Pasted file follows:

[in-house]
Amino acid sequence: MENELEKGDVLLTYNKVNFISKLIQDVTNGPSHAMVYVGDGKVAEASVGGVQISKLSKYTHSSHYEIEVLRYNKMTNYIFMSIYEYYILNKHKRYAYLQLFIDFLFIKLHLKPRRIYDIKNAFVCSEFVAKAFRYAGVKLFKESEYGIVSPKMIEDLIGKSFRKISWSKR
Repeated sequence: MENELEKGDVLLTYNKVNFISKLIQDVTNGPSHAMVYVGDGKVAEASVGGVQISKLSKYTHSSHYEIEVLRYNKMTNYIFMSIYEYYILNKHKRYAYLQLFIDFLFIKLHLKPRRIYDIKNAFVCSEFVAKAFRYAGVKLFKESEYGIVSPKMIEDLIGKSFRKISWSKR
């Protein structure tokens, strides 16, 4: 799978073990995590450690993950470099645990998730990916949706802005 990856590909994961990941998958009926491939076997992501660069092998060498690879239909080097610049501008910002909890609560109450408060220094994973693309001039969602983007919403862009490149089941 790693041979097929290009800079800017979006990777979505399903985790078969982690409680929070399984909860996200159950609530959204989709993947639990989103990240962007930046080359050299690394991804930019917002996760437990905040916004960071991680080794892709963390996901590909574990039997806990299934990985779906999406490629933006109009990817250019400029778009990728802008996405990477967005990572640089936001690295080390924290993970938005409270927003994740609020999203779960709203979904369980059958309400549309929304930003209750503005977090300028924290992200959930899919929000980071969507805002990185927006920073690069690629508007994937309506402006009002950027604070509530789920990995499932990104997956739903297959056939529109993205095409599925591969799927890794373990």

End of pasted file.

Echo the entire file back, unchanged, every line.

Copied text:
[in-house]
Amino acid sequence: MENELEKGDVLLTYNKVNFISKLIQDVTNGPSHAMVYVGDGKVAEASVGGVQISKLSKYTHSSHYEIEVLRYNKMTNYIFMSIYEYYILNKHKRYAYLQLFIDFLFIKLHLKPRRIYDIKNAFVCSEFVAKAFRYAGVKLFKESEYGIVSPKMIEDLIGKSFRKISWSKR
Repeated sequence: MENELEKGDVLLTYNKVNFISKLIQDVTNGPSHAMVYVGDGKVAEASVGGVQISKLSKYTHSSHYEIEVLRYNKMTNYIFMSIYEYYILNKHKRYAYLQLFIDFLFIKLHLKPRRIYDIKNAFVCSEFVAKAFRYAGVKLFKESEYGIVSPKMIEDLIGKSFRKISWSKR
């Protein structure tokens, strides 16, 4: 799978073990995590450690993950470099645990998730990916949706802005 990856590909994961990941998958009926491939076997992501660069092998060498690879239909080097610049501008910002909890609560109450408060220094994973693309001039969602983007919403862009490149089941 790693041979097929290009800079800017979006990777979505399903985790078969982690409680929070399984909860996200159950609530959204989709993947639990989103990240962007930046080359050299690394991804930019917002996760437990905040916004960071991680080794892709963390996901590909574990039997806990299934990985779906999406490629933006109009990817250019400029778009990728802008996405990477967005990572640089936001690295080390924290993970938005409270927003994740609020999203779960709203979904369980059958309400549309929304930003209750503005977090300028924290992200959930899919929000980071969507805002990185927006920073690069690629508007994937309506402006009002950027604070509530789920990995499932990104997956739903297959056939529109993205095409599925591969799927890794373990």